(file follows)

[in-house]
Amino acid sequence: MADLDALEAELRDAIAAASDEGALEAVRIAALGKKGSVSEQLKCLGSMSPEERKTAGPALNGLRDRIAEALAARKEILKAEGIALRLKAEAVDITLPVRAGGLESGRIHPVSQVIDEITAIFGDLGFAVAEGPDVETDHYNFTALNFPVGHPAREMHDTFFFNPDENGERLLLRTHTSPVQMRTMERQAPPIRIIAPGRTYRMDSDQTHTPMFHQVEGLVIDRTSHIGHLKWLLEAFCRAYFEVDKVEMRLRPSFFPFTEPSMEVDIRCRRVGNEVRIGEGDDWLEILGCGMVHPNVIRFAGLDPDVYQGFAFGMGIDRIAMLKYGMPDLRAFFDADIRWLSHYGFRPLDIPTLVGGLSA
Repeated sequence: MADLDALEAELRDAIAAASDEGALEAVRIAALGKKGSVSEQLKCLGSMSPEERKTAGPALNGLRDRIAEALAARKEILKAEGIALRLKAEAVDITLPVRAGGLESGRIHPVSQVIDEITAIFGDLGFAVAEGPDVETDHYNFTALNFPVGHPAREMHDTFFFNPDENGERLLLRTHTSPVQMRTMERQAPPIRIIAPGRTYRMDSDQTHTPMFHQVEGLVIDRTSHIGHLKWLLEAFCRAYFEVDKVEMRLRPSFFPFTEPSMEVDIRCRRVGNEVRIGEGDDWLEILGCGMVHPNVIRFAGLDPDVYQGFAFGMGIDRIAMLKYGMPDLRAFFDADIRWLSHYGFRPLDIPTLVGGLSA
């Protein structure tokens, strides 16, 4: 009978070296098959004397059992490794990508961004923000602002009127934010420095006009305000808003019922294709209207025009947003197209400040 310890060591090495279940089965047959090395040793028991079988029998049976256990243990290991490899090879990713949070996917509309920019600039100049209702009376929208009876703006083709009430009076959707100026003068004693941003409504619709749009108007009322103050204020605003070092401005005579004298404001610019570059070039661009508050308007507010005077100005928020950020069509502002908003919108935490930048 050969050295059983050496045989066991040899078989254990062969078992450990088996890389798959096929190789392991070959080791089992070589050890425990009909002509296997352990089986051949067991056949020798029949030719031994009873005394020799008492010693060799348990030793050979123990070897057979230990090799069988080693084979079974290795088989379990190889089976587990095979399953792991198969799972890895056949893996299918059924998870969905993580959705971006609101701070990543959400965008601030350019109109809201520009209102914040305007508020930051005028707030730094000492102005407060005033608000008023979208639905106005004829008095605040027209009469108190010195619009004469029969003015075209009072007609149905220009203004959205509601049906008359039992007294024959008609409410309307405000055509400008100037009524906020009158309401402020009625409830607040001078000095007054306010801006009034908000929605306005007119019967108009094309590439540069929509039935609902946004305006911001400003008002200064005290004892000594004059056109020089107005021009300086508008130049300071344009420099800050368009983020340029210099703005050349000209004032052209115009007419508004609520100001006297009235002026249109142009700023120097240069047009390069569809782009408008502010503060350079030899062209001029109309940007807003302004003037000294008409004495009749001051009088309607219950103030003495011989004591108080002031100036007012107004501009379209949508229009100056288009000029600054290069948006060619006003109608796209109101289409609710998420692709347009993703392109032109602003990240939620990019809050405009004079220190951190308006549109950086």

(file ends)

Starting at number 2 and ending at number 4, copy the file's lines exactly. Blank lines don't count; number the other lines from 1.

Amino acid sequence: MADLDALEAELRDAIAAASDEGALEAVRIAALGKKGSVSEQLKCLGSMSPEERKTAGPALNGLRDRIAEALAARKEILKAEGIALRLKAEAVDITLPVRAGGLESGRIHPVSQVIDEITAIFGDLGFAVAEGPDVETDHYNFTALNFPVGHPAREMHDTFFFNPDENGERLLLRTHTSPVQMRTMERQAPPIRIIAPGRTYRMDSDQTHTPMFHQVEGLVIDRTSHIGHLKWLLEAFCRAYFEVDKVEMRLRPSFFPFTEPSMEVDIRCRRVGNEVRIGEGDDWLEILGCGMVHPNVIRFAGLDPDVYQGFAFGMGIDRIAMLKYGMPDLRAFFDADIRWLSHYGFRPLDIPTLVGGLSA
Repeated sequence: MADLDALEAELRDAIAAASDEGALEAVRIAALGKKGSVSEQLKCLGSMSPEERKTAGPALNGLRDRIAEALAARKEILKAEGIALRLKAEAVDITLPVRAGGLESGRIHPVSQVIDEITAIFGDLGFAVAEGPDVETDHYNFTALNFPVGHPAREMHDTFFFNPDENGERLLLRTHTSPVQMRTMERQAPPIRIIAPGRTYRMDSDQTHTPMFHQVEGLVIDRTSHIGHLKWLLEAFCRAYFEVDKVEMRLRPSFFPFTEPSMEVDIRCRRVGNEVRIGEGDDWLEILGCGMVHPNVIRFAGLDPDVYQGFAFGMGIDRIAMLKYGMPDLRAFFDADIRWLSHYGFRPLDIPTLVGGLSA
């Protein structure tokens, strides 16, 4: 009978070296098959004397059992490794990508961004923000602002009127934010420095006009305000808003019922294709209207025009947003197209400040 310890060591090495279940089965047959090395040793028991079988029998049976256990243990290991490899090879990713949070996917509309920019600039100049209702009376929208009876703006083709009430009076959707100026003068004693941003409504619709749009108007009322103050204020605003070092401005005579004298404001610019570059070039661009508050308007507010005077100005928020950020069509502002908003919108935490930048 050969050295059983050496045989066991040899078989254990062969078992450990088996890389798959096929190789392991070959080791089992070589050890425990009909002509296997352990089986051949067991056949020798029949030719031994009873005394020799008492010693060799348990030793050979123990070897057979230990090799069988080693084979079974290795088989379990190889089976587990095979399953792991198969799972890895056949893996299918059924998870969905993580959705971006609101701070990543959400965008601030350019109109809201520009209102914040305007508020930051005028707030730094000492102005407060005033608000008023979208639905106005004829008095605040027209009469108190010195619009004469029969003015075209009072007609149905220009203004959205509601049906008359039992007294024959008609409410309307405000055509400008100037009524906020009158309401402020009625409830607040001078000095007054306010801006009034908000929605306005007119019967108009094309590439540069929509039935609902946004305006911001400003008002200064005290004892000594004059056109020089107005021009300086508008130049300071344009420099800050368009983020340029210099703005050349000209004032052209115009007419508004609520100001006297009235002026249109142009700023120097240069047009390069569809782009408008502010503060350079030899062209001029109309940007807003302004003037000294008409004495009749001051009088309607219950103030003495011989004591108080002031100036007012107004501009379209949508229009100056288009000029600054290069948006060619006003109608796209109101289409609710998420692709347009993703392109032109602003990240939620990019809050405009004079220190951190308006549109950086």